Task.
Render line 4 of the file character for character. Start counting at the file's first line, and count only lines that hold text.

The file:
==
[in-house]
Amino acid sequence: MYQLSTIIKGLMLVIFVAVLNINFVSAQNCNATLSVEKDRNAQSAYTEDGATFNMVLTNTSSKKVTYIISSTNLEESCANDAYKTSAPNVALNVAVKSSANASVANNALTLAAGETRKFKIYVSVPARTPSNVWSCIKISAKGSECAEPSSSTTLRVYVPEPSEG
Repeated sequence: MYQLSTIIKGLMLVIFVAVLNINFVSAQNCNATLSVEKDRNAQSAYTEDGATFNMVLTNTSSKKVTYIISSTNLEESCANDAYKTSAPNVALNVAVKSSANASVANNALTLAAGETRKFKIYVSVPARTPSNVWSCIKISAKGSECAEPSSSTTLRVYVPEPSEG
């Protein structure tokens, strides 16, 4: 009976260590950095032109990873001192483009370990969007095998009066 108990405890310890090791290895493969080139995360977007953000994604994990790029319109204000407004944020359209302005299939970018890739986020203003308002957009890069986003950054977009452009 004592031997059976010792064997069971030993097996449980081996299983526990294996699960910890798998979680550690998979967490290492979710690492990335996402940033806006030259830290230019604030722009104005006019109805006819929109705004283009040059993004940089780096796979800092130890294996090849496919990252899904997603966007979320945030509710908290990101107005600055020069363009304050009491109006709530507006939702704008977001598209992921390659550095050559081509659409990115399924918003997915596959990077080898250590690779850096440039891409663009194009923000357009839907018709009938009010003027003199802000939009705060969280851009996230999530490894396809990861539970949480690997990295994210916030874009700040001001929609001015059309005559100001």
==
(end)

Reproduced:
């Protein structure tokens, strides 16, 4: 009976260590950095032109990873001192483009370990969007095998009066 108990405890310890090791290895493969080139995360977007953000994604994990790029319109204000407004944020359209302005299939970018890739986020203003308002957009890069986003950054977009452009 004592031997059976010792064997069971030993097996449980081996299983526990294996699960910890798998979680550690998979967490290492979710690492990335996402940033806006030259830290230019604030722009104005006019109805006819929109705004283009040059993004940089780096796979800092130890294996090849496919990252899904997603966007979320945030509710908290990101107005600055020069363009304050009491109006709530507006939702704008977001598209992921390659550095050559081509659409990115399924918003997915596959990077080898250590690779850096440039891409663009194009923000357009839907018709009938009010003027003199802000939009705060969280851009996230999530490894396809990861539970949480690997990295994210916030874009700040001001929609001015059309005559100001």